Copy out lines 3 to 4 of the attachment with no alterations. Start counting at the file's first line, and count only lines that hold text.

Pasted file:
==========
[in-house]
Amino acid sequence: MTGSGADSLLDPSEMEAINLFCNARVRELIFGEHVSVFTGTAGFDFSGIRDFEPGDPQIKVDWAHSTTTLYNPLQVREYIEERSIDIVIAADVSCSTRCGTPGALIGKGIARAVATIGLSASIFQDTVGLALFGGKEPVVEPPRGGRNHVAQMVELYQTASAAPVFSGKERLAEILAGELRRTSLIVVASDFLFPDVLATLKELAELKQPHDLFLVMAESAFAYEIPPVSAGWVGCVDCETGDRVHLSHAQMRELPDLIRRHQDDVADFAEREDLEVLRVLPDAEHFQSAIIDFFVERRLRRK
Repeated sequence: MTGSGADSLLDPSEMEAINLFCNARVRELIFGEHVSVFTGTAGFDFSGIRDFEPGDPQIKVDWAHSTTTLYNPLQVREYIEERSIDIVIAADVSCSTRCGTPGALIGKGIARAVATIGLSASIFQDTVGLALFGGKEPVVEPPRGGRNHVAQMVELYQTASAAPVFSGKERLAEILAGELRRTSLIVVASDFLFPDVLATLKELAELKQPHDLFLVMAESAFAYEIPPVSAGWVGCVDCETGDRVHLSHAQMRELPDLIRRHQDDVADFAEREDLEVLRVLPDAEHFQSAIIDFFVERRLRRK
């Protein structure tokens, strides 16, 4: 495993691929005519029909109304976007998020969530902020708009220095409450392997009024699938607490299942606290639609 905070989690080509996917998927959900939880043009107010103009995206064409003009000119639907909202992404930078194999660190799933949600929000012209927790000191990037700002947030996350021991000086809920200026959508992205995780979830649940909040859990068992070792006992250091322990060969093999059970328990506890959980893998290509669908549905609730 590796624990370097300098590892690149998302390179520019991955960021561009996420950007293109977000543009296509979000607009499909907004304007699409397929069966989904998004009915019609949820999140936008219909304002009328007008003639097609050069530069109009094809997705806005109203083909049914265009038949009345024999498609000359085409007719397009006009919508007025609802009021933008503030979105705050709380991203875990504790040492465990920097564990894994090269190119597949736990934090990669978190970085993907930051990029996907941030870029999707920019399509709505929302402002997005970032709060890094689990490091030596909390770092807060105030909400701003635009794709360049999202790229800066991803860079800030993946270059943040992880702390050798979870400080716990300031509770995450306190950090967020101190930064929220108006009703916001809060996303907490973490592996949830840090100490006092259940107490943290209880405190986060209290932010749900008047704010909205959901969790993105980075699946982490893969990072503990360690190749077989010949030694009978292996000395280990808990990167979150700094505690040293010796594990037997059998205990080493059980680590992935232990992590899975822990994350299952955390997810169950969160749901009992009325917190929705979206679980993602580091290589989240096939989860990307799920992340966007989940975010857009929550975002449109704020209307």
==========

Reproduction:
Repeated sequence: MTGSGADSLLDPSEMEAINLFCNARVRELIFGEHVSVFTGTAGFDFSGIRDFEPGDPQIKVDWAHSTTTLYNPLQVREYIEERSIDIVIAADVSCSTRCGTPGALIGKGIARAVATIGLSASIFQDTVGLALFGGKEPVVEPPRGGRNHVAQMVELYQTASAAPVFSGKERLAEILAGELRRTSLIVVASDFLFPDVLATLKELAELKQPHDLFLVMAESAFAYEIPPVSAGWVGCVDCETGDRVHLSHAQMRELPDLIRRHQDDVADFAEREDLEVLRVLPDAEHFQSAIIDFFVERRLRRK
């Protein structure tokens, strides 16, 4: 495993691929005519029909109304976007998020969530902020708009220095409450392997009024699938607490299942606290639609 905070989690080509996917998927959900939880043009107010103009995206064409003009000119639907909202992404930078194999660190799933949600929000012209927790000191990037700002947030996350021991000086809920200026959508992205995780979830649940909040859990068992070792006992250091322990060969093999059970328990506890959980893998290509669908549905609730 590796624990370097300098590892690149998302390179520019991955960021561009996420950007293109977000543009296509979000607009499909907004304007699409397929069966989904998004009915019609949820999140936008219909304002009328007008003639097609050069530069109009094809997705806005109203083909049914265009038949009345024999498609000359085409007719397009006009919508007025609802009021933008503030979105705050709380991203875990504790040492465990920097564990894994090269190119597949736990934090990669978190970085993907930051990029996907941030870029999707920019399509709505929302402002997005970032709060890094689990490091030596909390770092807060105030909400701003635009794709360049999202790229800066991803860079800030993946270059943040992880702390050798979870400080716990300031509770995450306190950090967020101190930064929220108006009703916001809060996303907490973490592996949830840090100490006092259940107490943290209880405190986060209290932010749900008047704010909205959901969790993105980075699946982490893969990072503990360690190749077989010949030694009978292996000395280990808990990167979150700094505690040293010796594990037997059998205990080493059980680590992935232990992590899975822990994350299952955390997810169950969160749901009992009325917190929705979206679980993602580091290589989240096939989860990307799920992340966007989940975010857009929550975002449109704020209307």